This makes me wonder if while on shore power when the temp in the cabinet rises to the point that it calls for more cooling, does the unit perform a "self test" for both AC and propane systems? If so, could the system be failing that test on the propane side thus causing the E1 error code?

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Old 10-02-2017, 05:42 AM   #22
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Tom, I found one post where the the E1 error was fixed by replacing the igniter electrode.
The premise was that the system checks for the igniter electrode to be clear of spiderwebs or debris by looking for an open circuit, that is no electrical leakage to ground. (I have not been able to confirm this, but it makes sense) If the ceramic electrode insulator has a hairline crack, that expands and contracts with temperature, it can fail the test, and store the E1 code.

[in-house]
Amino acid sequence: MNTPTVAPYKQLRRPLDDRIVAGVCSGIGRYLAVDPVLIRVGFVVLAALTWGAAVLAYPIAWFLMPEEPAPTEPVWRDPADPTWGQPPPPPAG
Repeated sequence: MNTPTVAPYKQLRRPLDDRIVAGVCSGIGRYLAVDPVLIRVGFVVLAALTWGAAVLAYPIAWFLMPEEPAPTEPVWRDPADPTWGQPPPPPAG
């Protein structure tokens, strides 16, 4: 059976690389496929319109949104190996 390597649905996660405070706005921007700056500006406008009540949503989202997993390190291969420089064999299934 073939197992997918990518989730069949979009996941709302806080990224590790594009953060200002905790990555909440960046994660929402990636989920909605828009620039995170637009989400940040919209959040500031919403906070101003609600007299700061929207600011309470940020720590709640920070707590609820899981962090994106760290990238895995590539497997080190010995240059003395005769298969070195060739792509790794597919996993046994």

If there has been dust, lint, spiderweb in the area of the igniter electrode, once the flame starts, the debris will be burned. That could leave some traces of carbon, which is conductive, and could perhaps get concentrated in a hairline crack.
It might be worth removing and cleaning/checking/replacing the igniter electrode. My experience with engine spark plugs is that I could not determine by visual inspection of the ceramic insulator that it was bad.

It makes sense that the control board would check as a background task the L.P. systems even when running on shore power.

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Old 10-03-2017, 05:13 AM   #23
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Brad: Thanks for that information, another lead to follow which might resolve this mystery. Will keep you posted on what I find. Been quite an education so far.
Tom